RE:BIND

Browsing category: Indienoculars

Home to myriad experimental interactive pieces, the PS3 served as fertile ground for developers looking to stretch their legs in a different direction than AAA had typically allowed. Microsoft and Sony went back and forth, cultivating marketplaces stuffed with interesting and unique titles, courting small teams and individuals to produce content exclusively for either platform. In the case of Sony, some of these endeavors veered into territory fairly unknown for mainstream audiences.

Enter Linger in Shadows. Developed by Polish group Plastic, the title was adamantly touted as “not a game” by senior producer Rusty Buchert. Despite interactivity and trophy support, Linger in Shadows was positioned as a piece of interactive digital art. While only $3, games journalism at large rebuffed it, baffled as to why such a short-form experience would cost money in the first place, much less be pushed by Sony themselves.

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Nearing an extinction event unlike any we’ve ever experienced, humanity veers closer to collapse on a daily basis. Rising sea levels, record-breaking heat, and vanishing biodiversity are the hallmarks of modernity. Regardless of having reached a point of no return, life on Earth has been drastically and irreversibly blighted by the forward march of industrialization. Given the opportunity, mankind destroys without remorse, and for the most part, without concern for the future. Protection of ecosystems and sustaining life longterm become priorities for societies, should they wish to avoid crumbling.

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Every now and then I sift through the Itch.io catalog and find a little gem that reminds me how sublime game design can be. It isn’t that the games are always spectacular or particularly innovative; rather, some have a nice finish like a perfectly brewed cup of tea.

Out Of Darkness is one of those games, brought to us by micro-indie @oldmanofthefire (I highly advise you give the game a go).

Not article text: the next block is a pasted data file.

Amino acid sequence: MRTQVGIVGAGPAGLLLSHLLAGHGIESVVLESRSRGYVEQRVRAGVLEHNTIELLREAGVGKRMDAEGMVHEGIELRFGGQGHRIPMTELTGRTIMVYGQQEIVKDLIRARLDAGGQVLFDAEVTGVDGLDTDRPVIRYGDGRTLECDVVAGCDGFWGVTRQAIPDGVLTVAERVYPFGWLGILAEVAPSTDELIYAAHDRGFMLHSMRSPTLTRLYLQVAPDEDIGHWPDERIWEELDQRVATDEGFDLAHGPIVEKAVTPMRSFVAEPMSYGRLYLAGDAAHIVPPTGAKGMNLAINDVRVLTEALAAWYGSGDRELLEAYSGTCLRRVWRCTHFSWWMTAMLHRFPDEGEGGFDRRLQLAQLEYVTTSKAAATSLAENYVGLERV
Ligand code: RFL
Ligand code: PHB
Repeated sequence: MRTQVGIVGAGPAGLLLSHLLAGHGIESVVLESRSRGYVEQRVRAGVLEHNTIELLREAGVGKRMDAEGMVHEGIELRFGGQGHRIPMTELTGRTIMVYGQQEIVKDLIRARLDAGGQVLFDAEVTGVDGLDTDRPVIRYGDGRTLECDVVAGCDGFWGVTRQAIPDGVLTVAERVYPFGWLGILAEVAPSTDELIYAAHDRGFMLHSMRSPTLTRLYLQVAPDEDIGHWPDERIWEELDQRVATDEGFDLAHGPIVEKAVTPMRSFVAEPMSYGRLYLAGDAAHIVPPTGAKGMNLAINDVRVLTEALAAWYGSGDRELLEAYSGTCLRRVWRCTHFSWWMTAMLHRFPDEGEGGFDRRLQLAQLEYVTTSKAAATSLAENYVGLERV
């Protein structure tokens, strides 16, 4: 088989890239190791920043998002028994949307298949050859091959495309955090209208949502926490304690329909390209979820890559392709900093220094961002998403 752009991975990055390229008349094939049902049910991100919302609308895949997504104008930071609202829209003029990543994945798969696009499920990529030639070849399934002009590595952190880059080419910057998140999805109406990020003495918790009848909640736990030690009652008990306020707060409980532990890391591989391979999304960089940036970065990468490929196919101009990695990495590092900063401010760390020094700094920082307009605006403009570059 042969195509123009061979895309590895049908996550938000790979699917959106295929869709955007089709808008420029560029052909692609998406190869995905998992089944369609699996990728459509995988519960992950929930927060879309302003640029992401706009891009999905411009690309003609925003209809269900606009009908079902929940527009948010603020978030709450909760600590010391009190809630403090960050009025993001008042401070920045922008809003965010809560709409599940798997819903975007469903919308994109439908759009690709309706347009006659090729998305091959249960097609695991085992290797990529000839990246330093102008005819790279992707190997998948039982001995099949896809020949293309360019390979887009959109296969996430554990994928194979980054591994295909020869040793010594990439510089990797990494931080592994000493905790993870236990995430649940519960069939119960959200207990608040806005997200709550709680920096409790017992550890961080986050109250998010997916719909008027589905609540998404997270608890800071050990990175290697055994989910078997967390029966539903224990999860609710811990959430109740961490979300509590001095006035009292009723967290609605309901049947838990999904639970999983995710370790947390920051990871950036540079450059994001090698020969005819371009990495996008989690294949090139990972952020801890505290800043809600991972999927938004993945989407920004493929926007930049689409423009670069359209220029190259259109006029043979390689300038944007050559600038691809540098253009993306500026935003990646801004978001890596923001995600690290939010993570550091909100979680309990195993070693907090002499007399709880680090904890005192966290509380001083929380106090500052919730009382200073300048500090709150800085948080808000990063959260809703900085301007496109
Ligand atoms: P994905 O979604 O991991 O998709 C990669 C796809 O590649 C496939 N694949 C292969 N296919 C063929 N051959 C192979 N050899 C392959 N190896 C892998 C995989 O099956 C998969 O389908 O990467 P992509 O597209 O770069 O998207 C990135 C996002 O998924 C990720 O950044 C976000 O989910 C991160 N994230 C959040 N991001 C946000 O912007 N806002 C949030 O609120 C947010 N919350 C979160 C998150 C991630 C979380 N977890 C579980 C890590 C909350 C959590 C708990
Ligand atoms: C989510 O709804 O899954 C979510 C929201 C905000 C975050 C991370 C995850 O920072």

As of late in games criticism, there’s a lot of discourse around accessibility, without really ever defining what that means. A lot of that debate is beyond the scope of this article, but something I find sorely overlooked in the discussion is how accessibility also matters with regard to reaching a broader audience, and how a good UI can make or break game feel.

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Persistence is key when it comes to deconstructing the mysteries placed before us by a piece such as The Space Between. Plunging the depths of a work comes not just from consuming it, but savoring it, allowing it to overtake the palette and linger on the tongue. It needs a delicate touch to work through it, to parse the meaning between the walls. These endless constructions must be torn down for us to get to a deeper understanding of what it is that Christoph Frey wants to convey to us.

Continuing from Part 1, today we take a closer look at the themes underlying and supporting the stage on which Martin’s narrative is set. Within this Hell, hopefully we can uncover some greater truth to the game, and pick apart its architecture.

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All artists bring themselves around to the same question time and again: why do I create? For some, it’s to express a greater emotion, one that can’t be tackled head-on, nor conveyed through ordinary conversation. For others, it’s the simple production of a commodity. One way or another, the artist puts themselves through the creative process and, typically, uncovers some greater truth about themselves. Whether that inherently becomes part of the work, who can say. But, time and again, coming out on the other side brings growth.

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VR screenshots are square, so it’s hard to get something both representative and sensibly-proportioned. This, we think, gives a good first impression.

A Piece of the Universe, which will henceforth referred to as APOTU for brevity, is a VR diorama developed by naam, wherein the player explores, as the title suggests, a little piece of the universe, learning about its absent resident and discovering the strange reality contained within. It spoke to a number of us, affirming that VR can produce something truly special and heretofore impossible. We had the good fortune to sit down with naam on video call and conduct an interview, and it’s our pleasure to share a transcript, full of insights about APOTU and beyond.

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